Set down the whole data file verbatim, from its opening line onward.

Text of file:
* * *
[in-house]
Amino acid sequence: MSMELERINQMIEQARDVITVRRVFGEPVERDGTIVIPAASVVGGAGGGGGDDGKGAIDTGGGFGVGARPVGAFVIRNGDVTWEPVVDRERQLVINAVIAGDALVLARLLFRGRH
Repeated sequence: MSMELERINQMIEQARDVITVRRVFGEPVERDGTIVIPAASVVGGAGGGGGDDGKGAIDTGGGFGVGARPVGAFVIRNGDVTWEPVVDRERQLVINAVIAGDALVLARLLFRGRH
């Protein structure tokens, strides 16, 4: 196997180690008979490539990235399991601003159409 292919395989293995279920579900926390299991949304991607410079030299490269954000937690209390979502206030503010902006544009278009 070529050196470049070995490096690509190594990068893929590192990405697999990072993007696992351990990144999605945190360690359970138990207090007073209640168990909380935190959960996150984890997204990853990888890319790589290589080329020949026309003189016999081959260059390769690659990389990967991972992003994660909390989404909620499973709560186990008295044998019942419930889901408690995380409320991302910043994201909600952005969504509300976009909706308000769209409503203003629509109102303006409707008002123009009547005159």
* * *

[in-house]
Amino acid sequence: MSMELERINQMIEQARDVITVRRVFGEPVERDGTIVIPAASVVGGAGGGGGDDGKGAIDTGGGFGVGARPVGAFVIRNGDVTWEPVVDRERQLVINAVIAGDALVLARLLFRGRH
Repeated sequence: MSMELERINQMIEQARDVITVRRVFGEPVERDGTIVIPAASVVGGAGGGGGDDGKGAIDTGGGFGVGARPVGAFVIRNGDVTWEPVVDRERQLVINAVIAGDALVLARLLFRGRH
């Protein structure tokens, strides 16, 4: 196997180690008979490539990235399991601003159409 292919395989293995279920579900926390299991949304991607410079030299490269954000937690209390979502206030503010902006544009278009 070529050196470049070995490096690509190594990068893929590192990405697999990072993007696992351990990144999605945190360690359970138990207090007073209640168990909380935190959960996150984890997204990853990888890319790589290589080329020949026309003189016999081959260059390769690659990389990967991972992003994660909390989404909620499973709560186990008295044998019942419930889901408690995380409320991302910043994201909600952005969504509300976009909706308000769209409503203003629509109102303006409707008002123009009547005159």